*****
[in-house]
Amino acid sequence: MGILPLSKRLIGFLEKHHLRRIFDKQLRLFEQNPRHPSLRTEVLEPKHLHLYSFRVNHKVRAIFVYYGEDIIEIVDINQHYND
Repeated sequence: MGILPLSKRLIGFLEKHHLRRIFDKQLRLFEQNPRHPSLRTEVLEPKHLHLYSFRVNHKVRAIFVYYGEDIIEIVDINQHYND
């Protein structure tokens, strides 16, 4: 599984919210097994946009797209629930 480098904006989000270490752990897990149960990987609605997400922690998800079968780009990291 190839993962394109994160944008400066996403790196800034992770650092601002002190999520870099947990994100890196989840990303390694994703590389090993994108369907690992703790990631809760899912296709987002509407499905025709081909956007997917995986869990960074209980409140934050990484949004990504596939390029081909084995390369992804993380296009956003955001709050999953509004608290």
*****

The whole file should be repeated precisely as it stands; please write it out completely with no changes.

[in-house]
Amino acid sequence: MGILPLSKRLIGFLEKHHLRRIFDKQLRLFEQNPRHPSLRTEVLEPKHLHLYSFRVNHKVRAIFVYYGEDIIEIVDINQHYND
Repeated sequence: MGILPLSKRLIGFLEKHHLRRIFDKQLRLFEQNPRHPSLRTEVLEPKHLHLYSFRVNHKVRAIFVYYGEDIIEIVDINQHYND
């Protein structure tokens, strides 16, 4: 599984919210097994946009797209629930 480098904006989000270490752990897990149960990987609605997400922690998800079968780009990291 190839993962394109994160944008400066996403790196800034992770650092601002002190999520870099947990994100890196989840990303390694994703590389090993994108369907690992703790990631809760899912296709987002509407499905025709081909956007997917995986869990960074209980409140934050990484949004990504596939390029081909084995390369992804993380296009956003955001709050999953509004608290």